Letting Go: Because the inability to do this causes so much unnecessary frustration, anger, and giving up. When I say letting go, I’m not just saying ‘Kill your darlings’. I’m talking about letting go of trying to make things perfect. Letting go of trying to always do the mental math of how events link up to the future. Letting go of productivity goals. Letting go of what isn’t making me productive. Letting go of doing what other people are doing and doing what works for me.
Patience: Because it’s way too easy to get discouraged as a writer. And most issues in writing are self-imposed!
Awareness: I feel like I could’ve replaced my description books with Anthony Doerr and pouring a shit ton of energy into developing stronger awareness of the world. And arguably be better than what I am now.
Self-knowledge and evolution: You can’t tell me to use the Hero’s Journey to map out my books. You also can’t tell me to write character sheets. Character arcs make my eyes glaze over. Plotting? Forget it. Doesn’t work for me. I’ve spent a lot of time trying to understand (and still trying to understand) my own process. I’ve come up with my own special techniques and strategies to overcome problems in writing as a result.
Scene feels empty? Look closer. Gaps in description come from not being fully present in the scene.
Want to make cool life-like characters? Focus on the gesture, the barebones essence of what they are. Add tiny tidbits of humanity and their unique personality later on in the story.
No ideas? Writing feels dull? Freewrite solves that.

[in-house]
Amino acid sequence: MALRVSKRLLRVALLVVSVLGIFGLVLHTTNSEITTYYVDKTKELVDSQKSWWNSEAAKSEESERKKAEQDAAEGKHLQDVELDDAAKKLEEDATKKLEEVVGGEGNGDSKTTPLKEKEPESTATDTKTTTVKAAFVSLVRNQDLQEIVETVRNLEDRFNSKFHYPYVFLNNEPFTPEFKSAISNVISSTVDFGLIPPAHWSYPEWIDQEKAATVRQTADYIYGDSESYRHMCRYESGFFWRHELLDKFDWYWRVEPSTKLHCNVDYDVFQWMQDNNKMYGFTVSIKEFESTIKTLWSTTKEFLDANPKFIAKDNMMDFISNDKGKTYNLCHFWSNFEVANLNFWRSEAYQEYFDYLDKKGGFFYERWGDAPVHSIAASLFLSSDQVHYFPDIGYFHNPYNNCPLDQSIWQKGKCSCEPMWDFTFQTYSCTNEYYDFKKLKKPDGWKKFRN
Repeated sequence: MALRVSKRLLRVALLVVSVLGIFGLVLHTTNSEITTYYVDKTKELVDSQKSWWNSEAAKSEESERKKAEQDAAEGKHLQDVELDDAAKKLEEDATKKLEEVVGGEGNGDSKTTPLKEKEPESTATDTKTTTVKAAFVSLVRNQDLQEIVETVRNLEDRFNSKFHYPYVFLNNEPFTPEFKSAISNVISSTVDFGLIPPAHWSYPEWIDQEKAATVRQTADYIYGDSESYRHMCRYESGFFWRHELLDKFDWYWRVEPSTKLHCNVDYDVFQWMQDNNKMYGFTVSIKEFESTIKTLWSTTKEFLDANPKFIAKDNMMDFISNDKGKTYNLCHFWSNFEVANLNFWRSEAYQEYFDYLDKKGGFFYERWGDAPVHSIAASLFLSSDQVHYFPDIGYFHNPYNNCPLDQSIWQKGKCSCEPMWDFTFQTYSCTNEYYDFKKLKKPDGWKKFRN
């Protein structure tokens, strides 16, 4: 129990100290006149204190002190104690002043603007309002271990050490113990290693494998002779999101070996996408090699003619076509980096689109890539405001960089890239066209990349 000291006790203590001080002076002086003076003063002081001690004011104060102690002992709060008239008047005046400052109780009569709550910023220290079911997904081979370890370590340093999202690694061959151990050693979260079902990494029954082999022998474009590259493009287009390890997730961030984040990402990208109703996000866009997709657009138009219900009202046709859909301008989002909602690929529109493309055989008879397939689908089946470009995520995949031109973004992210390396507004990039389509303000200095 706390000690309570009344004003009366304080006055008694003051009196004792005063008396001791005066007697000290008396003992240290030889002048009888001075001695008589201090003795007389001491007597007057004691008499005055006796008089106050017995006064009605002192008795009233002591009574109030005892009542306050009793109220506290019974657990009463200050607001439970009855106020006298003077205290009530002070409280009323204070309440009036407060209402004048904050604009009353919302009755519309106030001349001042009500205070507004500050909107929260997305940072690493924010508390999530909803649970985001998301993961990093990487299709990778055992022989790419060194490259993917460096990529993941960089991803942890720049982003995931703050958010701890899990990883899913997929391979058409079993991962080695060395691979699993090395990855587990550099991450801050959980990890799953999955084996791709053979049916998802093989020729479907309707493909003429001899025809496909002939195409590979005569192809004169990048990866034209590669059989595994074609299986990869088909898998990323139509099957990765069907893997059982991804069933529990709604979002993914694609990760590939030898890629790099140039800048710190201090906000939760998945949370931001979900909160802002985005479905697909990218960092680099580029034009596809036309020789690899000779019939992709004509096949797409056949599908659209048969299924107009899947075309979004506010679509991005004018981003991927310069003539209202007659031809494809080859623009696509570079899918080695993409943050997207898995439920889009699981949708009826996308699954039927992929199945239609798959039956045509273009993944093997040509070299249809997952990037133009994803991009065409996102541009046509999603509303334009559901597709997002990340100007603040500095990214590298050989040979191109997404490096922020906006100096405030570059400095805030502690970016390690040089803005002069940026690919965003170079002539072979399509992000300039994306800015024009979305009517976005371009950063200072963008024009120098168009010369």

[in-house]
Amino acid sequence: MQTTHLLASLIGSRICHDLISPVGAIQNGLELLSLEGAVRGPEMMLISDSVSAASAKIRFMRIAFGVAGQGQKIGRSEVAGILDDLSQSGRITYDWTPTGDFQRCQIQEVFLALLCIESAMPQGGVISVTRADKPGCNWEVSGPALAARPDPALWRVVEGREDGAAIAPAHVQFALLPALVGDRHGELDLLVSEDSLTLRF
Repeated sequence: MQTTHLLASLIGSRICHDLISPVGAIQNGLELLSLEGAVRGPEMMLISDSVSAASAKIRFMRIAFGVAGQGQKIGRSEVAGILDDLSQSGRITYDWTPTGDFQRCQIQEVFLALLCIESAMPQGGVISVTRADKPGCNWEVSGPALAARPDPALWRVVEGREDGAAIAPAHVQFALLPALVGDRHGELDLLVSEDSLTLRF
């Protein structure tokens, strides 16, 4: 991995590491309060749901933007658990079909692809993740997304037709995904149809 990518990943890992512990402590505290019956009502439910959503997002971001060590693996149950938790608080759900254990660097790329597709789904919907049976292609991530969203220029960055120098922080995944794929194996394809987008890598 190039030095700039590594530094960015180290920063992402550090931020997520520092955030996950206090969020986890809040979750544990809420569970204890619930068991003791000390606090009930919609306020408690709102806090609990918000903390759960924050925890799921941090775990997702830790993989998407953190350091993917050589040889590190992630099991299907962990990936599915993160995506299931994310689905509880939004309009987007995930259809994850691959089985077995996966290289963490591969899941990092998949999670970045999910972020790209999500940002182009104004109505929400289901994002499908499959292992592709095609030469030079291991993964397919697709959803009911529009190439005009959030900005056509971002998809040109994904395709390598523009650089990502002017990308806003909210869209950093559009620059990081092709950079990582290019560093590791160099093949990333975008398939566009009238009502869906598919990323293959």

And speaking of freewriting…
4.) Digitize My Daily Freewriting Documents Waaaaaay Sooner
Guys, I started my earliest freewriting document on December 26 2015. Two years haven’t even passed. But I’ve done a good job of keeping up with my habit and now I’m happy to say that recently I’ve finished my 35th freewriting document.
With every doc being 20 pages, that’s a grand total of 700 pages of doing this less than two years.
Freewriting this way has rewarded me with a lot of rich ideas and tidbits that I go back and dig through from time to time. It’s fascinating because it’s kind of like a time capsule to go back and see what I was thinking in the past. But I also I see how the practice has impacted my writing over time. Personally, I always love seeing how a person’s writing grows and develops over a period of time. It’s like walking through a mini museum.
Before I used to do longhand since it was easier, but I don’t like keeping journals, especially because anyone in the house could pick them up. I have family members that would tear a page out to scribble something down, or put it somewhere I can’t find it without telling me so I moved to digital.
But meh, whatever works.
The Next Part (s)…
Errm… I did not think this would go on that long, so I’m gonna chop this post up. Stay tuned for the next parts! 😀 And keep writing!